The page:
• the judge may give an indication of what sentence would be imposed if you were to change their plea to guilty.

What happens if I decide to plead guilty?

If you plead guilty at an early stage, the judge is required to give you a reduction in sentence. The closer in time you get to trial, the smaller that reduction will be. The case review will usually be the last opportunity for you to get a reduction in sentence for a plea of guilty, and the judge is likely to tell you this.

If, based on the case review, you decide to change your plea to guilty, the judge may either sentence you at the case review or set a future date for sentencing (see “Sentencing” in this chapter).

Can a complainant attend a case review hearing?

Yes. The person who made the complaint against you (“the complainant”) can attend the case review hearing, if one is held, and will be invited to speak to the court if they wish. More commonly, where appropriate, a victim impact statement (see Victims – Victim Impact Statements below) will be prepared for the court and the judge will be given this in advance of the hearing.

Next Section | Jury trial callovers

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The criminal courts

Where to go for more support

Community Law

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Your local Community Law Centre can provide free initial legal advice and information.

“Lag Law: Your rights inside prison and on release”

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Ministry of Justice

www.justice.govt.nz/about/publication-finder/

The Ministry of Justice website has a range of pamphlets and other information on topics covered in this chapter. You can access this information online, or you can order hardcopies of the pamphlets from:

Phone: 0800 587 847
Email: publications@justice.govt.nz

Fines

Ministry of Justice Collections Unit – www.justice.govt.nz/fines

Phone: 0800 4 FINES (0800 434 637)
From overseas: +64 4 915 8586
From Australia: 1800 144 239 (toll free)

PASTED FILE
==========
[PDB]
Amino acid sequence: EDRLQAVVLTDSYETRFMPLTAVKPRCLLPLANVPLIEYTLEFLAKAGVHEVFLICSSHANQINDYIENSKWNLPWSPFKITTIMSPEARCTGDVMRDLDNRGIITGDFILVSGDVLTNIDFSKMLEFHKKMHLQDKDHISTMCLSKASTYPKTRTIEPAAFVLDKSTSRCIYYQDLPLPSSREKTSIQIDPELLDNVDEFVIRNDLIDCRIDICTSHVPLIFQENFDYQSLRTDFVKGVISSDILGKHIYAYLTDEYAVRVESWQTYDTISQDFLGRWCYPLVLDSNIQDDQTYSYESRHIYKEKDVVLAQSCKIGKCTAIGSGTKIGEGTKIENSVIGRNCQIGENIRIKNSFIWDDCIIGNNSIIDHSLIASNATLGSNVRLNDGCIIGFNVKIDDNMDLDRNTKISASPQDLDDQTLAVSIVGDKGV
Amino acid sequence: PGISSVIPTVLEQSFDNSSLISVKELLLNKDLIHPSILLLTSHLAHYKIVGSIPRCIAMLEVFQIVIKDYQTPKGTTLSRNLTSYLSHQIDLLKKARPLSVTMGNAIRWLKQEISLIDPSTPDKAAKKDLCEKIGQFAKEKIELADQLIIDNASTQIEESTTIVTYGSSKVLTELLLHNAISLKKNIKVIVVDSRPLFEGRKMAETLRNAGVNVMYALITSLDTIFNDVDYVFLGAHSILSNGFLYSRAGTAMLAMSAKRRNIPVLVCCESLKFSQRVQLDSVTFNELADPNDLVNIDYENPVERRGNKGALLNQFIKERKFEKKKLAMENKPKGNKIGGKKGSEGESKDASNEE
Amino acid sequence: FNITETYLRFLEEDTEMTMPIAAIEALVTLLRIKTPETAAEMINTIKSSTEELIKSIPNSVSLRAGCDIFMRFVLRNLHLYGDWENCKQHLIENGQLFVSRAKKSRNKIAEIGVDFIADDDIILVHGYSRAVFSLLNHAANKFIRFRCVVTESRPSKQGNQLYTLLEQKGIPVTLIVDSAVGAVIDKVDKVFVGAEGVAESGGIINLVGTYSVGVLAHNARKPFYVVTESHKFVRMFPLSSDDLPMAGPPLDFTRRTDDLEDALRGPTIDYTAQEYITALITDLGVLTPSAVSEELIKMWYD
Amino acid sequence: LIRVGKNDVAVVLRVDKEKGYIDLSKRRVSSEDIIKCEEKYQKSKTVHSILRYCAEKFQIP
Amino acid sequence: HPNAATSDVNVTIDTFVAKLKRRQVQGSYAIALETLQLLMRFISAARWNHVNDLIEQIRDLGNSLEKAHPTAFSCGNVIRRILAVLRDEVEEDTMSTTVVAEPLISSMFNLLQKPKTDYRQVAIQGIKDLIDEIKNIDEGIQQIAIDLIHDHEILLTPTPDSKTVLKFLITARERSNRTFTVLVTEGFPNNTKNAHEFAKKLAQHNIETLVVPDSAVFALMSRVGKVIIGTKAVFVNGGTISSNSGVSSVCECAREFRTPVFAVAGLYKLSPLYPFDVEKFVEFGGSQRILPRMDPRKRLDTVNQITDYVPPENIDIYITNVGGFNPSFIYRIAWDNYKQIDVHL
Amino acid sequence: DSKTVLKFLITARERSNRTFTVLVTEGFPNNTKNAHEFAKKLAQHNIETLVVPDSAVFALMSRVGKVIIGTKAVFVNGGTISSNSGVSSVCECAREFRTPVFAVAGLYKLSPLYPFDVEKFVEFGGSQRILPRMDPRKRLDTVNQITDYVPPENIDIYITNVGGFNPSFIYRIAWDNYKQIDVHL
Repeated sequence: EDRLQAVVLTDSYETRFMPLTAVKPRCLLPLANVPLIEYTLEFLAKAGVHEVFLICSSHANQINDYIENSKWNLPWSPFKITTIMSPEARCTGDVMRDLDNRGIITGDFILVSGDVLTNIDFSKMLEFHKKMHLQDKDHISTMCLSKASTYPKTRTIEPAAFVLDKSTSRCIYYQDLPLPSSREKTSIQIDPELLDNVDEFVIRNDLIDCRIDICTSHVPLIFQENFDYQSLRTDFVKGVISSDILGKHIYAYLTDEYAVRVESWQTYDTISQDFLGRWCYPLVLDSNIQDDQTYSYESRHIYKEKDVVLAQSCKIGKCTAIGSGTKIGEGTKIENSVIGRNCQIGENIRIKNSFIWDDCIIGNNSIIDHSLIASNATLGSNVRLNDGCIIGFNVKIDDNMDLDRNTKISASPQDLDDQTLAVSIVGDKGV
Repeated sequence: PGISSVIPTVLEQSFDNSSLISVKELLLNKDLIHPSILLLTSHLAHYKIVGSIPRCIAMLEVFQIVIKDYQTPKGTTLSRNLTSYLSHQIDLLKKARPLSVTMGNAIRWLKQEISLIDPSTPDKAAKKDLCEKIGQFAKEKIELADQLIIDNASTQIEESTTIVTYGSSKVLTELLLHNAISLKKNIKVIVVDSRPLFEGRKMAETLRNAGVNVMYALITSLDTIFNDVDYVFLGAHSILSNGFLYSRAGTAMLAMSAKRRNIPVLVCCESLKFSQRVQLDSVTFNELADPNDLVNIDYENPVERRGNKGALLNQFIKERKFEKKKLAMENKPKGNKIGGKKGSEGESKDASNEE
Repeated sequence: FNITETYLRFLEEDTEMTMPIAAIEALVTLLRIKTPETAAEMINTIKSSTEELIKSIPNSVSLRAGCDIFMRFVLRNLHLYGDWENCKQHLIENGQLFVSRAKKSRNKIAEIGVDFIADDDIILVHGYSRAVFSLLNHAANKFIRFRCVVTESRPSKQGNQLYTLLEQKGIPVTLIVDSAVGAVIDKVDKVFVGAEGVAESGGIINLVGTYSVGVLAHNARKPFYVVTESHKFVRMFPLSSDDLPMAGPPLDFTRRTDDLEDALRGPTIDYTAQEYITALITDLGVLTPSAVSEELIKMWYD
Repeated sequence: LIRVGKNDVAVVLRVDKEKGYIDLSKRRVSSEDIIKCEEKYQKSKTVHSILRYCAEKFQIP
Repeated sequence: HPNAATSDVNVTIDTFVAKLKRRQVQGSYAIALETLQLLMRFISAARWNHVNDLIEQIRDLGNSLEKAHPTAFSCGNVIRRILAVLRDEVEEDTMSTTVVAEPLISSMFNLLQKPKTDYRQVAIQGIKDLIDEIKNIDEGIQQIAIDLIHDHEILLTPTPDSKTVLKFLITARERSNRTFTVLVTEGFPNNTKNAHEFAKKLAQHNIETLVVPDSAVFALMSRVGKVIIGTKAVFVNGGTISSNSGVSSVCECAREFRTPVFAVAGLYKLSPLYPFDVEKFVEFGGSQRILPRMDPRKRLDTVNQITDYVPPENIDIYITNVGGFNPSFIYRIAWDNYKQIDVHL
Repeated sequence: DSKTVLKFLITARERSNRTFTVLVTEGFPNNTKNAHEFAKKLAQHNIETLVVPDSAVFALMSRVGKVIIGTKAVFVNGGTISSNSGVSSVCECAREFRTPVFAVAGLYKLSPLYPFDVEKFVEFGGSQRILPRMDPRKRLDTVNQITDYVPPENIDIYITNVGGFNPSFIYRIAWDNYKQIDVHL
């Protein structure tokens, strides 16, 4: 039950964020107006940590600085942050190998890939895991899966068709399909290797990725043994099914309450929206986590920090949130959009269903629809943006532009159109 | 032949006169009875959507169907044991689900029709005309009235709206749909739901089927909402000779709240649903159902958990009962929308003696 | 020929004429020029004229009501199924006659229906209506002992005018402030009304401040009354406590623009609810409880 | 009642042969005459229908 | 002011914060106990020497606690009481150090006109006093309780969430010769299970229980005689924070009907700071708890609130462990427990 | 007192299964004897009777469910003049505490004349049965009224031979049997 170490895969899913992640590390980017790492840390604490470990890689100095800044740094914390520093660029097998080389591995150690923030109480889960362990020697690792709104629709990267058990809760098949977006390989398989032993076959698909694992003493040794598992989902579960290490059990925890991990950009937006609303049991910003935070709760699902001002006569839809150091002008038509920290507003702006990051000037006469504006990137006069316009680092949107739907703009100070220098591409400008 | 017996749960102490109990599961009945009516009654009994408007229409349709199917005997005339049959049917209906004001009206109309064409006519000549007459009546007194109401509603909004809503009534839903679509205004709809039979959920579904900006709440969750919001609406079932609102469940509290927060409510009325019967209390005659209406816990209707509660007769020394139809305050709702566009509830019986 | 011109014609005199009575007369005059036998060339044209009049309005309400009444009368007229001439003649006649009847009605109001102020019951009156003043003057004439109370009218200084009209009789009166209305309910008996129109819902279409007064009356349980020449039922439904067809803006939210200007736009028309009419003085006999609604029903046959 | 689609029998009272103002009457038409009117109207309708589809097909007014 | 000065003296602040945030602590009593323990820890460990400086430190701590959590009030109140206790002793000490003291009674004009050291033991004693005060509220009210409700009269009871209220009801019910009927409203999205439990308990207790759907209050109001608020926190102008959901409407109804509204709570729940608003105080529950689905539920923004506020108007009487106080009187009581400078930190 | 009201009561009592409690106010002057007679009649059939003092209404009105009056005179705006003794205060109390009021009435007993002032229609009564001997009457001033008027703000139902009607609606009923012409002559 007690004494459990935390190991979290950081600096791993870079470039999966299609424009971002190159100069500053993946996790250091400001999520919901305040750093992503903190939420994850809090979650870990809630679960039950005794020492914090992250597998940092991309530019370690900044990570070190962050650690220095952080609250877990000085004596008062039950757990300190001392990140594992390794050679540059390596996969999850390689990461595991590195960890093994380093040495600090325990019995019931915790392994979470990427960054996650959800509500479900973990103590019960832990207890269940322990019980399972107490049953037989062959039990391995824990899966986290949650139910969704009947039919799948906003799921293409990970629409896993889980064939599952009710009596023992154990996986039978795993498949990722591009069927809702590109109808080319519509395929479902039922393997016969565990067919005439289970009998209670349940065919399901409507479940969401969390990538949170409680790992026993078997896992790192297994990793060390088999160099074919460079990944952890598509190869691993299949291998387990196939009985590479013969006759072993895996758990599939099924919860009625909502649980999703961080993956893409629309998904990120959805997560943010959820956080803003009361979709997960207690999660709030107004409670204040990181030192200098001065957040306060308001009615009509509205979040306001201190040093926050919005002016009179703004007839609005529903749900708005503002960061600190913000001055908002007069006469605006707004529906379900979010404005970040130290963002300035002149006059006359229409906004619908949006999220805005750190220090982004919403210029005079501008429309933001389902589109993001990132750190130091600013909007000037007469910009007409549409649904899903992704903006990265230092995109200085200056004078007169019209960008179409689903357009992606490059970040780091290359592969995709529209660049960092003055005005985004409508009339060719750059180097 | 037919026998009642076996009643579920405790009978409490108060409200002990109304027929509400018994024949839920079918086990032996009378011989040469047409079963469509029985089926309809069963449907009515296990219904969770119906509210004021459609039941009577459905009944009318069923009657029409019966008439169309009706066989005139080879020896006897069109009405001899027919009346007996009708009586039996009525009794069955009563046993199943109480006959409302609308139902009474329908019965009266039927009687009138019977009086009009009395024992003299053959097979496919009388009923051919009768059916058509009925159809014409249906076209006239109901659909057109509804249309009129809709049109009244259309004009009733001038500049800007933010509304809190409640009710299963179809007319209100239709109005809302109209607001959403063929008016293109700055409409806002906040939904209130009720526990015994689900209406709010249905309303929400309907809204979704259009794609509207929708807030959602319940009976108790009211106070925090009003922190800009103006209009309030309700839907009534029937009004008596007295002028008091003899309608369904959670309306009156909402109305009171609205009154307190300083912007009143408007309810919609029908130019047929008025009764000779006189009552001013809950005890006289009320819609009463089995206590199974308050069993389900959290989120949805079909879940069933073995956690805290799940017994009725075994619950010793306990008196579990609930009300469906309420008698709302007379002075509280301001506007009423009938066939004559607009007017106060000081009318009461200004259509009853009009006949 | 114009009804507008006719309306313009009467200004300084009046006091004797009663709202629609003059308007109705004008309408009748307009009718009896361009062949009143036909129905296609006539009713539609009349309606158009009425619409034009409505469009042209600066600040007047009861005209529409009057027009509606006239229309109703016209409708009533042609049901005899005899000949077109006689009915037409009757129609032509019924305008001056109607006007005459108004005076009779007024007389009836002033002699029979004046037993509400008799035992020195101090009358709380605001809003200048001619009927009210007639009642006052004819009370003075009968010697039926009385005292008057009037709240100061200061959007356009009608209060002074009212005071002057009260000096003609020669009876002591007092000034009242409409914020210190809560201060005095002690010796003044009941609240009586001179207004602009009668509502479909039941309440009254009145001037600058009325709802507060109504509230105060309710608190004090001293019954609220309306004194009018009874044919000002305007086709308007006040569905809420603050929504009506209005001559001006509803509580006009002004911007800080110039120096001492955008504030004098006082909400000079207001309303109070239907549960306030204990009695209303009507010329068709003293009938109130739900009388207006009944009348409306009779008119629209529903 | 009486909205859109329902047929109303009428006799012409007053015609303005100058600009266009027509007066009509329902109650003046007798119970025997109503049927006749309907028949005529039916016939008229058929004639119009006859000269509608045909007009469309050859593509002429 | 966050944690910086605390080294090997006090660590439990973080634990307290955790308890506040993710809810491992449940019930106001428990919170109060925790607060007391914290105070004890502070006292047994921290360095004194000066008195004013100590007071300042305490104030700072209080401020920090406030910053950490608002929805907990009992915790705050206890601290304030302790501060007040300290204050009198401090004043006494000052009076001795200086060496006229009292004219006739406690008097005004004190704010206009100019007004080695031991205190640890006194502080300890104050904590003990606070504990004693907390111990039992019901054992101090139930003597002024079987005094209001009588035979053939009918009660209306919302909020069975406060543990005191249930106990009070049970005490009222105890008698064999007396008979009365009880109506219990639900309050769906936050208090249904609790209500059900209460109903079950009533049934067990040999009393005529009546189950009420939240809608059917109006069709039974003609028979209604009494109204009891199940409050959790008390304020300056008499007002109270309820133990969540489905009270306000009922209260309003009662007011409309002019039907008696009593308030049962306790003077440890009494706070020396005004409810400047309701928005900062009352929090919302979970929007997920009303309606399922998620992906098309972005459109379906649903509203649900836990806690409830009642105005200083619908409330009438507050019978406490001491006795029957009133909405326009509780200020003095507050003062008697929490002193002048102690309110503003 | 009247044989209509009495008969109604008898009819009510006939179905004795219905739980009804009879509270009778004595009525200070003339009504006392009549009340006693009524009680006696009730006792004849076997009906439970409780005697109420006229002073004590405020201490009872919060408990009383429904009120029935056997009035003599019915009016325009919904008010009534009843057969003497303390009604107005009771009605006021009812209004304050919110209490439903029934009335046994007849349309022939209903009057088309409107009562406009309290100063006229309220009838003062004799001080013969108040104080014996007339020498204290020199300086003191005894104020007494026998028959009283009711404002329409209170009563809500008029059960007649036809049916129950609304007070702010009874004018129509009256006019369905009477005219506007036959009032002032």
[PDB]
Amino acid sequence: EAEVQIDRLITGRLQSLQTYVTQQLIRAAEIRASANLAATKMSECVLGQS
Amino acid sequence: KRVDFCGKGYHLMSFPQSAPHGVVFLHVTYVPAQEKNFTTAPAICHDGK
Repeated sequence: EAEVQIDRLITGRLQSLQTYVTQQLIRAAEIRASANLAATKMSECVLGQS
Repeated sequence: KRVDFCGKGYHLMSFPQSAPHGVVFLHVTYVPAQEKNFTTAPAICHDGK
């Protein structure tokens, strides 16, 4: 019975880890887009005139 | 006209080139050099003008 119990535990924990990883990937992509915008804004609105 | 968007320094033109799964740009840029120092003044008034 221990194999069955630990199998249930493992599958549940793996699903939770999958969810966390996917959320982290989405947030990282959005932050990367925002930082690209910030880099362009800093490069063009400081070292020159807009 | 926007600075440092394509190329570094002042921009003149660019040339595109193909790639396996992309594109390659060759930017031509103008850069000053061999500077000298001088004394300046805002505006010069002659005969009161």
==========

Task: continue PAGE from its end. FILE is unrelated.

You can check or pay your fines by phone or online. The website has information about both infringement fines and court-imposed fines, and about reparations. The website also has information about District Court Collections Units.

Department of Internal Affairs – www.passports.govt.nz/what-you-need-to-renew-or-apply-for-a-passport/before-you-travel/

This webpage has information about paying your fines to avoid being stopped at the border.

Phone: 0800 PAYORSTAY (0800 729 677)

“Giving evidence” (Law Society pamphlet)

www.lawsociety.org.nz/about-us/about-our-publications/law-awareness-brochures

This pamphlet is for people who have to give evidence in court as a witness.

You can order hardcopies from the New Zealand Law Society:

Phone: (04) 472 7837
Email: pamphlets@lawsociety.org.nz

Department of Corrections

www.corrections.govt.nz

This website has information:

for offenders

for family and friends of offenders

about the Department of Corrections’ role in the community, including community work, supervision, home detention, and the role of probation officers

about the New Zealand Parole Board.

Victim Notification Register

www.corrections.govt.nz/information_for_victims/victim_notification_register

This page on the Department of Corrections website has information about the victim notification register including, the process, how to apply, information victims can receive and how to make a complaint.

Restorative Practices Aotearoa

www.restorativejusticeaotearoa.org.nz

This website provides information on when Restorative Justice may be appropriate, and where in New Zealand Restorative Justice is available. You can also make an enquiry about Restorative Justice by filling out a form on their website.

Phone: 0800 RJA INC (0800 752 462)

Victim Support

www.victimsupport.org.nz

Victim Support provides 24-hour support services to help New Zealanders rebuild their lives following a trauma or crisis.

Phone: 0800 842 846
Email: nationaloffice@victimsupport.org.nz

Victims Information

www.victimsinfo.govt.nz

This is the website of the government’s “Victims Centre”. The site provides links to a range of services available to help victims deal with the practical and emotional effects of the crime, at each stage of the criminal and youth justice process.

Phone: 0800 650 654